“The bride is beautiful, but she is married to another man.”

Articles by Shai Afsai

According to a frequently repeated story, during the early years of the Zionist movement a number of Jews from Europe were sent to the Land of Israel/Palestine to investigate its suitability as a location for reestablishing a Jewish state. They reported back, the story concludes, that “the bride is beautiful, but she is married to another man“ — the land is excellent, but it belongs to others.

Though there are no known primary sources for any of the several variations of this story, they have continued to be recounted as historical fact by scholars, journalists, filmmakers, and artists — including Rawan Damen, Rula Halawani, Ilan Pappé, Yasmeen Abu-Laban, and Abigail B. Bakan — usually as part of deliberate efforts to delegitimize the state of Israel and, by now, often with full awareness that the stories are baseless.

Bride is beautiful: An irresistible anti-Zionist story

Atlanta Jewish Connector, November 8, 2021

Though stories incorporating the phrase “The bride is beautiful, but she is married to another man” lack a primary source, and though there has been no basis for recounting them as historical events that occurred during the early years of the Zionist movement, different versions appear in many articles, books, and films.

(A follow-up to 2020’s “The bride is beautiful, but she is married to another man.” The tenacity of an anti-Zionist fable.)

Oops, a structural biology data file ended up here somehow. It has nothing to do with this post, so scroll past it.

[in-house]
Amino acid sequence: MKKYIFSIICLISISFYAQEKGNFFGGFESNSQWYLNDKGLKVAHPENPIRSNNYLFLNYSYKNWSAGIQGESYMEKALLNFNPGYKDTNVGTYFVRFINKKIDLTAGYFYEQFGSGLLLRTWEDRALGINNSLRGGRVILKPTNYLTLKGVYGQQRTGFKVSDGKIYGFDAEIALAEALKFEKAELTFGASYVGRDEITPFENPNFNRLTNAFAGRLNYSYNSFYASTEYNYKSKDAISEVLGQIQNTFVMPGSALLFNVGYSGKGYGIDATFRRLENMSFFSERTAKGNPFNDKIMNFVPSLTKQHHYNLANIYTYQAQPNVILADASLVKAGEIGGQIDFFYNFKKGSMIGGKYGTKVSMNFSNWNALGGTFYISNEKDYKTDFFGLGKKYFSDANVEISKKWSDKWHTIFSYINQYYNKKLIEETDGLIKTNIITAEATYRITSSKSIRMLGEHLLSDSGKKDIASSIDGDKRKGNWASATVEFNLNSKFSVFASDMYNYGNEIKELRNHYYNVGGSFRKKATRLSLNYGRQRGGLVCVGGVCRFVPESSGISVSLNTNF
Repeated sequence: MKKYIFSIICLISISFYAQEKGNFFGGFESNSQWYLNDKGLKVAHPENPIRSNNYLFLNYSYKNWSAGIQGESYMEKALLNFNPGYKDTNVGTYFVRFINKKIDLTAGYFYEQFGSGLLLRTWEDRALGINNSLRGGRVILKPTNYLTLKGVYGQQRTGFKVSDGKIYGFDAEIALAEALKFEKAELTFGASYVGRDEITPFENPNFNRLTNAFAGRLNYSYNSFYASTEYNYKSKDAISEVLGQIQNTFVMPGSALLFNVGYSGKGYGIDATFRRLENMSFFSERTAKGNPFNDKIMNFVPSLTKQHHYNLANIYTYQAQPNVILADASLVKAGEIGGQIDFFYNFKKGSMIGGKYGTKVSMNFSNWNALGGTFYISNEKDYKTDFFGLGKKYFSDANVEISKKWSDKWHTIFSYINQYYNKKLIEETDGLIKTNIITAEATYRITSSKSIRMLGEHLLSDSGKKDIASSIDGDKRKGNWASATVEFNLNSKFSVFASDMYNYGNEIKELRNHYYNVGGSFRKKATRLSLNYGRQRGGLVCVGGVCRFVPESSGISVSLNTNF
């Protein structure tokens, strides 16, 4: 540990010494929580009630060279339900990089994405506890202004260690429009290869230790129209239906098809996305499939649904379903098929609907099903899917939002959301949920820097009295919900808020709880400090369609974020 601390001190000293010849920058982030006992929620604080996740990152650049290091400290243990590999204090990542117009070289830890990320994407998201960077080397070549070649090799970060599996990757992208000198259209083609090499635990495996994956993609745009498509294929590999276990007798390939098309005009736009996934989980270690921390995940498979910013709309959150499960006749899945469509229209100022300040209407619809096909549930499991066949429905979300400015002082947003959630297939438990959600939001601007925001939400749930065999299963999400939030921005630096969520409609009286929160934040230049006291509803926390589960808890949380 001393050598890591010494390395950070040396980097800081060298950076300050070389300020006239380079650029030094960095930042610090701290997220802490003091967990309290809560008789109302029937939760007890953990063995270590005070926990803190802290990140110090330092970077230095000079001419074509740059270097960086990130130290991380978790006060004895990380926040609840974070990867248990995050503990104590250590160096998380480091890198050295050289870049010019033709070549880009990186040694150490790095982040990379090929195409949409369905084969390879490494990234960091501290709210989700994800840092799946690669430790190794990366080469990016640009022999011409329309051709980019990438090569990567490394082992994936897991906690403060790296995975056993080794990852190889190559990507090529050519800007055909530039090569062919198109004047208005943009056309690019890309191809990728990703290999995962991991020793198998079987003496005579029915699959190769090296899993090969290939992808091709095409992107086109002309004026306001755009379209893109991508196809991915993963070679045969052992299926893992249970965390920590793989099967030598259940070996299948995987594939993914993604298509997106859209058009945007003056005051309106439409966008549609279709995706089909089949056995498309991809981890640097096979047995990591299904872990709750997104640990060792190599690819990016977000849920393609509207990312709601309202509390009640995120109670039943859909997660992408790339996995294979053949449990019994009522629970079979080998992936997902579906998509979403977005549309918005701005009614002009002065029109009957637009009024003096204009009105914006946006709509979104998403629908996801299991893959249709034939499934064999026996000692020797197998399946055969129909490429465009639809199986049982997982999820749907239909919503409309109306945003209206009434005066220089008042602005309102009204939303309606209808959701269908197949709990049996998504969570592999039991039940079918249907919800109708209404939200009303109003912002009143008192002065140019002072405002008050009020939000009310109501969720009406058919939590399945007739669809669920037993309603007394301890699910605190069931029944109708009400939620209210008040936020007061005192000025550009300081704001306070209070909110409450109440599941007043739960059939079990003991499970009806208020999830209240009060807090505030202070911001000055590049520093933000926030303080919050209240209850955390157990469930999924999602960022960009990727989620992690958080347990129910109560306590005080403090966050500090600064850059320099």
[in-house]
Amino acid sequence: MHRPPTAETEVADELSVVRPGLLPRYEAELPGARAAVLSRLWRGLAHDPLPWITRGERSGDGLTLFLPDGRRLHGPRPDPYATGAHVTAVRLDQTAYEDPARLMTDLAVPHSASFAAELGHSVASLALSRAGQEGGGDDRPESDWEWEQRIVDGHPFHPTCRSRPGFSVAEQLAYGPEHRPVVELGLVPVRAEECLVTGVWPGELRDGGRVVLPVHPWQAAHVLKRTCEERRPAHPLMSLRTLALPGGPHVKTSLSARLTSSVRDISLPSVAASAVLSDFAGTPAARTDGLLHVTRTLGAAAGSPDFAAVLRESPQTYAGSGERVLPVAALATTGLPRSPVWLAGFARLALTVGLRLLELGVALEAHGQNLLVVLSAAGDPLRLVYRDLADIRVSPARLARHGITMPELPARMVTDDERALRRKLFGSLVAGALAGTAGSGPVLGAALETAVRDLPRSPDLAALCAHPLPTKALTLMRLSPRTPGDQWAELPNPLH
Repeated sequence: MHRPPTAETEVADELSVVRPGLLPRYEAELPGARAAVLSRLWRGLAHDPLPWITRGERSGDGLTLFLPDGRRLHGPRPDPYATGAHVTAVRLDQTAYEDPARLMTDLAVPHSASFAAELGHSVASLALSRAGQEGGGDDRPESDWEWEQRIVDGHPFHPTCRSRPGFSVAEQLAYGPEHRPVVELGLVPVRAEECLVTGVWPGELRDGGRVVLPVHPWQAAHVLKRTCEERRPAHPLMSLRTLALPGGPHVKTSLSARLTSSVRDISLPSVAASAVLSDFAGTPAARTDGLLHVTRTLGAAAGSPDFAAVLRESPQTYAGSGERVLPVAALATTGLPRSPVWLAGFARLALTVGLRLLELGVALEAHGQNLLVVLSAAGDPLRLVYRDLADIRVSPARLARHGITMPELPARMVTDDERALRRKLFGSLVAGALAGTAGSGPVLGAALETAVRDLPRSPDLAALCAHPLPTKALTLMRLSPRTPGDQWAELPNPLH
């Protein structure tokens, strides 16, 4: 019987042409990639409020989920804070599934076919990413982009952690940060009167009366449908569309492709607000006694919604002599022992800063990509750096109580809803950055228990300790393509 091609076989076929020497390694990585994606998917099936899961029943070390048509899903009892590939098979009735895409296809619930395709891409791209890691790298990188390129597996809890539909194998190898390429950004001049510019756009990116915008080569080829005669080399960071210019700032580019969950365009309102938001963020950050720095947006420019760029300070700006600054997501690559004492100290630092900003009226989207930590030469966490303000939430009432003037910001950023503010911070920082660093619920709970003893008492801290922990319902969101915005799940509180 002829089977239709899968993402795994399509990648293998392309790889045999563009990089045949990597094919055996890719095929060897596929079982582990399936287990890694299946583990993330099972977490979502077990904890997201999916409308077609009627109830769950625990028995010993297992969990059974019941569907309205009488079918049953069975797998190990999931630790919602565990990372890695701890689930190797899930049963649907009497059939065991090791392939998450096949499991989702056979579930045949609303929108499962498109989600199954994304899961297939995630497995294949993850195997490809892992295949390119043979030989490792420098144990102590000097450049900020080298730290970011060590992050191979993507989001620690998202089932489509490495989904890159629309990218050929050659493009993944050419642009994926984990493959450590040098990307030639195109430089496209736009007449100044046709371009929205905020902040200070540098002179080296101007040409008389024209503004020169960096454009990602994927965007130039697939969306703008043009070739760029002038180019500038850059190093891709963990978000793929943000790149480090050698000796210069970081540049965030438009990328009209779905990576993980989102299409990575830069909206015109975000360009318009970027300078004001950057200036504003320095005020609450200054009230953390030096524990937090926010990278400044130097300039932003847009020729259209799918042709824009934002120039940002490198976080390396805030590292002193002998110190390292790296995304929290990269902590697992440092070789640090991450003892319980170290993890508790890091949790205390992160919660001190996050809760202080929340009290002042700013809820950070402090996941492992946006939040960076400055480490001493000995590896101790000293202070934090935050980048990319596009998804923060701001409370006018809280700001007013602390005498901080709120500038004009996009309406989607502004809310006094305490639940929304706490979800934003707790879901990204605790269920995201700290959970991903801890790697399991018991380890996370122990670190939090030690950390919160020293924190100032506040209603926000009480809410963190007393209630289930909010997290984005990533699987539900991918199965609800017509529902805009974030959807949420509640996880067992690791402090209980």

“The bride is beautiful, but she is married to another man.” The tenacity of an anti-Zionist fable

Fathom Journal, Autumn/December 2020

Some authors are unwilling to dispense with unsubstantiated stories, opting instead to put scholarly standards aside in their attempts to advance anti-Zionist arguments. One case in point is the “married to another man” fable.

(A follow-up to 2012’s “The bride is beautiful, but she is married to another man”: Historical Fabrication and an Anti-Zionist Myth.)

“The bride is beautiful, but she is married to another man”: Historical Fabrication and an Anti-Zionist Myth

Shofar: An Interdisciplinary Journal of Jewish Studies 30:3, Spring 2012, pp. 35-61

While its details vary with the telling, the story’s central point is often the same: already in the early years of the Zionist movement, Jews recognized that it would be unjust and immoral for them to try to claim Palestine; despite this awareness, the Zionists proceeded with their plans for Jewish statehood there; from the outset, therefore, the establishment of the state of Israel was an act of severe and willful injustice.

Cover of Ghada Karmi’s 2007 Married to Another Man: Israel’s Dilemma in Palestine

Cover of Ingmar Karlsson’s 2012 Bruden är vacker men har redan en man: Sionisme – en ideologi vid vägs ände? (The bride is beautiful but there is already a husband: Zionism – an ideology at the end of the road?)